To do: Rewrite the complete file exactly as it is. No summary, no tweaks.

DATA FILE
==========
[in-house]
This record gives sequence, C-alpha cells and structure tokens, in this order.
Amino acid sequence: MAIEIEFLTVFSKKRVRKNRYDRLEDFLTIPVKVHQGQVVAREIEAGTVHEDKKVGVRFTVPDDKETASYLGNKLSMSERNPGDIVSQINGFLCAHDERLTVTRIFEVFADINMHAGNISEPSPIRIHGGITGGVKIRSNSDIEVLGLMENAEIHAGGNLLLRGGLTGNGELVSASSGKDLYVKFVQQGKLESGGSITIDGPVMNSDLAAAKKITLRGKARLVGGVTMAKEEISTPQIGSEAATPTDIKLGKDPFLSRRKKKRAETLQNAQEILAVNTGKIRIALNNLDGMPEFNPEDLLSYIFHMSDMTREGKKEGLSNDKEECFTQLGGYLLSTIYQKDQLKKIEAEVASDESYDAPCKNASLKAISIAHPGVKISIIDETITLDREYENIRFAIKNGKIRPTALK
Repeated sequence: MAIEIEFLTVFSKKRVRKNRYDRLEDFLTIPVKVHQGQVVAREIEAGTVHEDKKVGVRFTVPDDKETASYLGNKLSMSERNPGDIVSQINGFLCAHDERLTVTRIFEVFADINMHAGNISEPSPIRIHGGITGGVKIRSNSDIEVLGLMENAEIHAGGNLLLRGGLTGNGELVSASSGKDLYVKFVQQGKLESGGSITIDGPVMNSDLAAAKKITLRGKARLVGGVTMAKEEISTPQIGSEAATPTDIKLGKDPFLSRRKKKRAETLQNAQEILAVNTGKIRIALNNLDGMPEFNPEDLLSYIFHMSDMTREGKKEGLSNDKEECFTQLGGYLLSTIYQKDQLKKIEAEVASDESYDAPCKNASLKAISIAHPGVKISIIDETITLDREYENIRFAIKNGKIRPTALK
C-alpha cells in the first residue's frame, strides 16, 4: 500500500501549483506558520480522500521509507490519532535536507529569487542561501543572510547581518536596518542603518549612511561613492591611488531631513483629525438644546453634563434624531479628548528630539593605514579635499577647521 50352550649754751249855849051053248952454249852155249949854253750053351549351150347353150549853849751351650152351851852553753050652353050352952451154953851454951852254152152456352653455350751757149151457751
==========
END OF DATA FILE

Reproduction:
[in-house]
This record gives sequence, C-alpha cells and structure tokens, in this order.
Amino acid sequence: MAIEIEFLTVFSKKRVRKNRYDRLEDFLTIPVKVHQGQVVAREIEAGTVHEDKKVGVRFTVPDDKETASYLGNKLSMSERNPGDIVSQINGFLCAHDERLTVTRIFEVFADINMHAGNISEPSPIRIHGGITGGVKIRSNSDIEVLGLMENAEIHAGGNLLLRGGLTGNGELVSASSGKDLYVKFVQQGKLESGGSITIDGPVMNSDLAAAKKITLRGKARLVGGVTMAKEEISTPQIGSEAATPTDIKLGKDPFLSRRKKKRAETLQNAQEILAVNTGKIRIALNNLDGMPEFNPEDLLSYIFHMSDMTREGKKEGLSNDKEECFTQLGGYLLSTIYQKDQLKKIEAEVASDESYDAPCKNASLKAISIAHPGVKISIIDETITLDREYENIRFAIKNGKIRPTALK
Repeated sequence: MAIEIEFLTVFSKKRVRKNRYDRLEDFLTIPVKVHQGQVVAREIEAGTVHEDKKVGVRFTVPDDKETASYLGNKLSMSERNPGDIVSQINGFLCAHDERLTVTRIFEVFADINMHAGNISEPSPIRIHGGITGGVKIRSNSDIEVLGLMENAEIHAGGNLLLRGGLTGNGELVSASSGKDLYVKFVQQGKLESGGSITIDGPVMNSDLAAAKKITLRGKARLVGGVTMAKEEISTPQIGSEAATPTDIKLGKDPFLSRRKKKRAETLQNAQEILAVNTGKIRIALNNLDGMPEFNPEDLLSYIFHMSDMTREGKKEGLSNDKEECFTQLGGYLLSTIYQKDQLKKIEAEVASDESYDAPCKNASLKAISIAHPGVKISIIDETITLDREYENIRFAIKNGKIRPTALK
C-alpha cells in the first residue's frame, strides 16, 4: 500500500501549483506558520480522500521509507490519532535536507529569487542561501543572510547581518536596518542603518549612511561613492591611488531631513483629525438644546453634563434624531479628548528630539593605514579635499577647521 50352550649754751249855849051053248952454249852155249949854253750053351549351150347353150549853849751351650152351851852553753050652353050352952451154953851454951852254152152456352653455350751757149151457751